California's Strict Liability and Negligence Law: What You Need to Know!

For a trucking accident that results in injuries and damages, several parties may share some level of responsibility. However, establishing liability will require using one (or both) of two legal theories: negligence and strict liability.

California's negligence law provides that truck drivers found guilty of negligence can be held responsible for damages and injuries incurred to another motorist. A personal injury lawsuit can be filed by any driver who has been injured due to a truck driver's negligence. On the other hand, the victim must prove that the truck driver who hit them was negligent beyond a reasonable doubt.

The following are three elements for demonstrating negligence in a truck accident in California.

  1. The driver owed the accident victim a duty of care.
  2. The driver breached their duty of care through negligence.
  3. The driver's breach was the main factor in causing a victim's losses.

A duty of care is a fundamental legal obligation for truck drivers to look out for other drivers and employ reasonable caution while driving their vehicles.

A truck driver's duty of care would include the following:

  • Control their truck's movement and speed
  • Use reasonable care while driving their truck
  • Watch for pedestrians, other vehicles, and obstacles

Manufacturers, designers, and any companies involved in a product's distribution chain can be held liable under California's strict liability law if a defective product causes a truck accident. Regardless of whether or not they made any mistakes that contributed to the truck crash, any of the above entities can be held accountable. When determining liability in strict liability cases, negligence is not a factor.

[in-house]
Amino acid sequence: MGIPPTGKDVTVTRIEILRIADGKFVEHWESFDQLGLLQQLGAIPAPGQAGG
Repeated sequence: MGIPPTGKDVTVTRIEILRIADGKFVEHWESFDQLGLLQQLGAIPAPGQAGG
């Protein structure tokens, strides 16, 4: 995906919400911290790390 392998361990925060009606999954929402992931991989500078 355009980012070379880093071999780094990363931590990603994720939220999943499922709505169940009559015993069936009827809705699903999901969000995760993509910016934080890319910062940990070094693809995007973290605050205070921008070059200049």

Strict liability claims based on faulty products include:

  • Engine/transmission parts
  • Accelerator pedals
  • Brakes
  • Tires
  • Cargo ties or straps

Who Determines Liability?


Truck accidents can be proven by many different means. For example, one of the drivers might admit that they were at fault at the accident scene.

The police report may also provide personal injury attorneys with more insight into the accident's cause.

It's crucial to understand precisely how fault is determined in any California personal injury case since it's the most significant factor.

The Driver

Even though it is unlikely, one of the truck drivers involved in the accident might admit they were at fault. Being involved in an accident can be a highly stressful and frightening experience. Immediately after the accident, people involved will be pointing fingers at each other as to who was at fault. A person being blamed for the accident, being put under pressure in this situation, might admit to being at fault.